The APIM contains a wide selection of income and income tax variables, including credits that have been estimated to accurately reflect the full income an individual would have received during the year. Such estimates relate primarily to the social benefits an individual may have received, including refundable provincial tax credits, social assistance, provincial child benefits, supplements for seniors and other amounts not tracked by the CRA.

All provinces, except Quebec, have agreements with the CRA for the administration of tax laws, and an agreement is in place to obtain tax data from the CRA. In contrast, Quebec's tax data are entirely estimated because Quebec administers its tax laws through Revenu Québec, and Statistics Canada does not have an agreement to obtain its data.

Quality evaluation

To ensure consistent delivery of high-quality estimates, subject-matter analysts undertake validation activities at key points in the production cycle. These activities follow the Guidelines for the Validation of Statistical Outputs and include outlier analysis, analysis of change over time to review year-to-year shifts in income, cross tabulations by various demographic identifiers, and coherence and consistency analysis based on events in the news and known changes observed in tax law and government income assistance programs.

In addition, budgets are reviewed, and inquiries are made to officials at various levels of government to obtain benchmark assessments, including cost estimates for the program and the approximate number of beneficiaries, to ensure that our estimates are consistent.

Disclosure control

Statistics Canada is prohibited by law from releasing any information it collects that could identify any person, business, or organization, unless consent has been given by the respondent or as permitted by the Statistics Act. Various confidentiality rules are applied to all data that are released or published to prevent the publication or disclosure of any information deemed confidential. If necessary, data are suppressed to prevent direct or residual disclosure of identifiable data.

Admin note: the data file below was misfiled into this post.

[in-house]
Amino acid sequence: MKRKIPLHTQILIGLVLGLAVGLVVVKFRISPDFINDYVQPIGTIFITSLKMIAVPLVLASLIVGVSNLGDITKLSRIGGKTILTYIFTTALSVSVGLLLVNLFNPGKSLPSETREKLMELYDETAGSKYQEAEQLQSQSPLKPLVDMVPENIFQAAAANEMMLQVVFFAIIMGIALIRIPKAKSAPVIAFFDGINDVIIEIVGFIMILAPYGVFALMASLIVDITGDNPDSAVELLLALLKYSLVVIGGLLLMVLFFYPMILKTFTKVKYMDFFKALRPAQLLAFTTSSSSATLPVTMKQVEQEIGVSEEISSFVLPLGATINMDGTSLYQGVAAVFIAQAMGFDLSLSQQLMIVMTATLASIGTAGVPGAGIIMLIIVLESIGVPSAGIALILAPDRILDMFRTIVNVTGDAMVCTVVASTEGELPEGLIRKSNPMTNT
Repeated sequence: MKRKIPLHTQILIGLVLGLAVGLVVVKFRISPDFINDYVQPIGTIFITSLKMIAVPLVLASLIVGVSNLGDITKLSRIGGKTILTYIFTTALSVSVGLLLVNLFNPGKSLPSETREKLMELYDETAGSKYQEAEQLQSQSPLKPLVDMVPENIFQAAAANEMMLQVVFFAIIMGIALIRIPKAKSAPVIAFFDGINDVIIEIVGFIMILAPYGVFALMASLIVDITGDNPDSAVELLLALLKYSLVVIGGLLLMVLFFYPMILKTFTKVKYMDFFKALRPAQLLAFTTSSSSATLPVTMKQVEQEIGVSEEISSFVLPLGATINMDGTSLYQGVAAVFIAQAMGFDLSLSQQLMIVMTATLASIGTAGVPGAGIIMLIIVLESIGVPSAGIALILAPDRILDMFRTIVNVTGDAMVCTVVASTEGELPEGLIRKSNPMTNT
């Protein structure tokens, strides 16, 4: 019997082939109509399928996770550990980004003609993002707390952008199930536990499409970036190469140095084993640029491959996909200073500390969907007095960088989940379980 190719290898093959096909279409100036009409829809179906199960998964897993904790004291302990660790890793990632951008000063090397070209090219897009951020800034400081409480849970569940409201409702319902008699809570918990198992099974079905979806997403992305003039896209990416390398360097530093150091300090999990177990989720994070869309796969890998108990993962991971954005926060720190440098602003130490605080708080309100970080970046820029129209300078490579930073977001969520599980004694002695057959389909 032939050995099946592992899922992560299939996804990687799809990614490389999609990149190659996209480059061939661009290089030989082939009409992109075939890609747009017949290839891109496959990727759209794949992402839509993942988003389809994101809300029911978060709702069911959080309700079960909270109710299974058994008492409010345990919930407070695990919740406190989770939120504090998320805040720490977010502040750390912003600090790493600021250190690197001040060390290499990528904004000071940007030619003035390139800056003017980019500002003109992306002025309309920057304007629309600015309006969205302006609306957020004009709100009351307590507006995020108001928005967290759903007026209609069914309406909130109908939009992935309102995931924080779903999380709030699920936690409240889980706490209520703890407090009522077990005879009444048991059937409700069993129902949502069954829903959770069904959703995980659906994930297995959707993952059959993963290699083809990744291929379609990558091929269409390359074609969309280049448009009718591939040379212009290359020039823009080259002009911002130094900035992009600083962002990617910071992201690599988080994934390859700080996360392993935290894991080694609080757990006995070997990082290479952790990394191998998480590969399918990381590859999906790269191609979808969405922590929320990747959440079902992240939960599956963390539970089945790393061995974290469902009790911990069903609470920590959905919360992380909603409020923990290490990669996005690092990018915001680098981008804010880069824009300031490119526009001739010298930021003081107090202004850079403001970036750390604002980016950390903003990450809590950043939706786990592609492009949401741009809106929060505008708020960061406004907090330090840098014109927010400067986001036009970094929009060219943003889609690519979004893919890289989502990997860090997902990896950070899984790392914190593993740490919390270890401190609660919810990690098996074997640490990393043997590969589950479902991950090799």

Only a small group of people within the Centre for Income and Socioeconomic Well-being Statistics of Statistics Canada have access to confidential data. Users must specify their requirements and seek appropriate approvals before data retrieval is permitted. Furthermore, personal identifiers are stripped from the data at the beginning of processing and replaced by anonymized identifiers.

Revisions and seasonal adjustment

This methodology type does not apply to this statistical program.

Data accuracy

The methodology of this program was designed to control errors and reduce their potential effects. However, the results of the program remain subject to error from non-sampling error (e.g., coverage, response, and processing error).

Non-sampling error

The APIM's coverage of personal income is very extensive, leaving only a limited proportion of the population's income uncovered. Without sufficient information and traceability of certain types of transactions, the APIM program is unable to cover income from unreported cash transactions, i.e., under-the-table work, foreign income for which the CRA does not have the information and illegal or gambling activities.

Response-related errors are also conceivable with the APIM source tax administrative data. Errors related to the collection and processing of information by the CRA, including misreporting by filers, may be present in the data.

Another error we recognize results from the deterministic calculation of certain social benefits an individual may have received, such as refundable provincial tax credits, provincial supplements for seniors and other refunds that are not tracked by the CRA. These amounts may contain a degree of error because some of the data leading to an estimate may be incomplete or missing. This may result in an overestimation or an underestimation of an individual's total income.